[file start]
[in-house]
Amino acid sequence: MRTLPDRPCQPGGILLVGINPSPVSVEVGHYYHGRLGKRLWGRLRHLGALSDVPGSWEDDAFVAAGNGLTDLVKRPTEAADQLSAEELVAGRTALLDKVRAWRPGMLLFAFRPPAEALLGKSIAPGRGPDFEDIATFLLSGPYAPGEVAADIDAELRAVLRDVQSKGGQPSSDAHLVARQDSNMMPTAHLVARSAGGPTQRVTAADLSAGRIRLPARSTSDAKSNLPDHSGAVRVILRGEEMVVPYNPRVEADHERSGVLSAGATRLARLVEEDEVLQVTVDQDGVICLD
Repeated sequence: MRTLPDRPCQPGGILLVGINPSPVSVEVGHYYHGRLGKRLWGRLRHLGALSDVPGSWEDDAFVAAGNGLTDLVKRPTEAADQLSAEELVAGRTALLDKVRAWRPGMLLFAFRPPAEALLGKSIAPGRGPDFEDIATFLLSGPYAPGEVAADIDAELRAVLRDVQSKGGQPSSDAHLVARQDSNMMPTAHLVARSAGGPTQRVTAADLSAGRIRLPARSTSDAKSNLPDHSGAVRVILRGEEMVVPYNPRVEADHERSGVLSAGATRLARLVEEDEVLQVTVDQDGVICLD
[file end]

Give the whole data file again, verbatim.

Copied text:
[in-house]
Amino acid sequence: MRTLPDRPCQPGGILLVGINPSPVSVEVGHYYHGRLGKRLWGRLRHLGALSDVPGSWEDDAFVAAGNGLTDLVKRPTEAADQLSAEELVAGRTALLDKVRAWRPGMLLFAFRPPAEALLGKSIAPGRGPDFEDIATFLLSGPYAPGEVAADIDAELRAVLRDVQSKGGQPSSDAHLVARQDSNMMPTAHLVARSAGGPTQRVTAADLSAGRIRLPARSTSDAKSNLPDHSGAVRVILRGEEMVVPYNPRVEADHERSGVLSAGATRLARLVEEDEVLQVTVDQDGVICLD
Repeated sequence: MRTLPDRPCQPGGILLVGINPSPVSVEVGHYYHGRLGKRLWGRLRHLGALSDVPGSWEDDAFVAAGNGLTDLVKRPTEAADQLSAEELVAGRTALLDKVRAWRPGMLLFAFRPPAEALLGKSIAPGRGPDFEDIATFLLSGPYAPGEVAADIDAELRAVLRDVQSKGGQPSSDAHLVARQDSNMMPTAHLVARSAGGPTQRVTAADLSAGRIRLPARSTSDAKSNLPDHSGAVRVILRGEEMVVPYNPRVEADHERSGVLSAGATRLARLVEEDEVLQVTVDQDGVICLD